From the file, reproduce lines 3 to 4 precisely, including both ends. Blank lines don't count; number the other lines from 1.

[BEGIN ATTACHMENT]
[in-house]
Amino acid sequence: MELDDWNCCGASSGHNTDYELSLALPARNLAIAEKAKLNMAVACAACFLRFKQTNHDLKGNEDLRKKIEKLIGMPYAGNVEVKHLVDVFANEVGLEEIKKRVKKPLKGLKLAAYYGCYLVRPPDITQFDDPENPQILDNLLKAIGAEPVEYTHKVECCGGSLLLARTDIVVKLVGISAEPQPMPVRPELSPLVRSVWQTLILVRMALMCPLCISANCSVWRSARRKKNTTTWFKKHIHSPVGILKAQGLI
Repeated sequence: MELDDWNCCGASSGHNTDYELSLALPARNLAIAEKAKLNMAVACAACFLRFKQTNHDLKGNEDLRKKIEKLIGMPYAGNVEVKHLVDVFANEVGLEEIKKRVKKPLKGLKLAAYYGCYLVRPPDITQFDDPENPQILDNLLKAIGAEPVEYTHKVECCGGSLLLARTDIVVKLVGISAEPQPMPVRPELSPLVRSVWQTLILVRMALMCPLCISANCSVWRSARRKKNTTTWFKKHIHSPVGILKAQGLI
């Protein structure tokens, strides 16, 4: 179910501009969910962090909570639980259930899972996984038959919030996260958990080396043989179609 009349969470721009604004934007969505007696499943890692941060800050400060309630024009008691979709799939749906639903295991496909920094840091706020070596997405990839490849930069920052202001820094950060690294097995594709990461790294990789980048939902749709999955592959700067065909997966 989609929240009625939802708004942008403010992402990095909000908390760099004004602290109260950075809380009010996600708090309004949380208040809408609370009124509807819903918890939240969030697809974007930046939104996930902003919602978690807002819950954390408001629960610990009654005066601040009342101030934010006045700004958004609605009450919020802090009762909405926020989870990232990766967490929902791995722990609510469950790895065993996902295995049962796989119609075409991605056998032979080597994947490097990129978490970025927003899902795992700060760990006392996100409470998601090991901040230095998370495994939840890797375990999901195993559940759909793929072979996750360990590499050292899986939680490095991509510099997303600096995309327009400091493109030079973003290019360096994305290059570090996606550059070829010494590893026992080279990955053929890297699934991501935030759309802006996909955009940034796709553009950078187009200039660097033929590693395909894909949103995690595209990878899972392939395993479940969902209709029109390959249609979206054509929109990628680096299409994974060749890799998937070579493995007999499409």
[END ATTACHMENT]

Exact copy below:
Repeated sequence: MELDDWNCCGASSGHNTDYELSLALPARNLAIAEKAKLNMAVACAACFLRFKQTNHDLKGNEDLRKKIEKLIGMPYAGNVEVKHLVDVFANEVGLEEIKKRVKKPLKGLKLAAYYGCYLVRPPDITQFDDPENPQILDNLLKAIGAEPVEYTHKVECCGGSLLLARTDIVVKLVGISAEPQPMPVRPELSPLVRSVWQTLILVRMALMCPLCISANCSVWRSARRKKNTTTWFKKHIHSPVGILKAQGLI
């Protein structure tokens, strides 16, 4: 179910501009969910962090909570639980259930899972996984038959919030996260958990080396043989179609 009349969470721009604004934007969505007696499943890692941060800050400060309630024009008691979709799939749906639903295991496909920094840091706020070596997405990839490849930069920052202001820094950060690294097995594709990461790294990789980048939902749709999955592959700067065909997966 989609929240009625939802708004942008403010992402990095909000908390760099004004602290109260950075809380009010996600708090309004949380208040809408609370009124509807819903918890939240969030697809974007930046939104996930902003919602978690807002819950954390408001629960610990009654005066601040009342101030934010006045700004958004609605009450919020802090009762909405926020989870990232990766967490929902791995722990609510469950790895065993996902295995049962796989119609075409991605056998032979080597994947490097990129978490970025927003899902795992700060760990006392996100409470998601090991901040230095998370495994939840890797375990999901195993559940759909793929072979996750360990590499050292899986939680490095991509510099997303600096995309327009400091493109030079973003290019360096994305290059570090996606550059070829010494590893026992080279990955053929890297699934991501935030759309802006996909955009940034796709553009950078187009200039660097033929590693395909894909949103995690595209990878899972392939395993479940969902209709029109390959249609979206054509929109990628680096299409994974060749890799998937070579493995007999499409």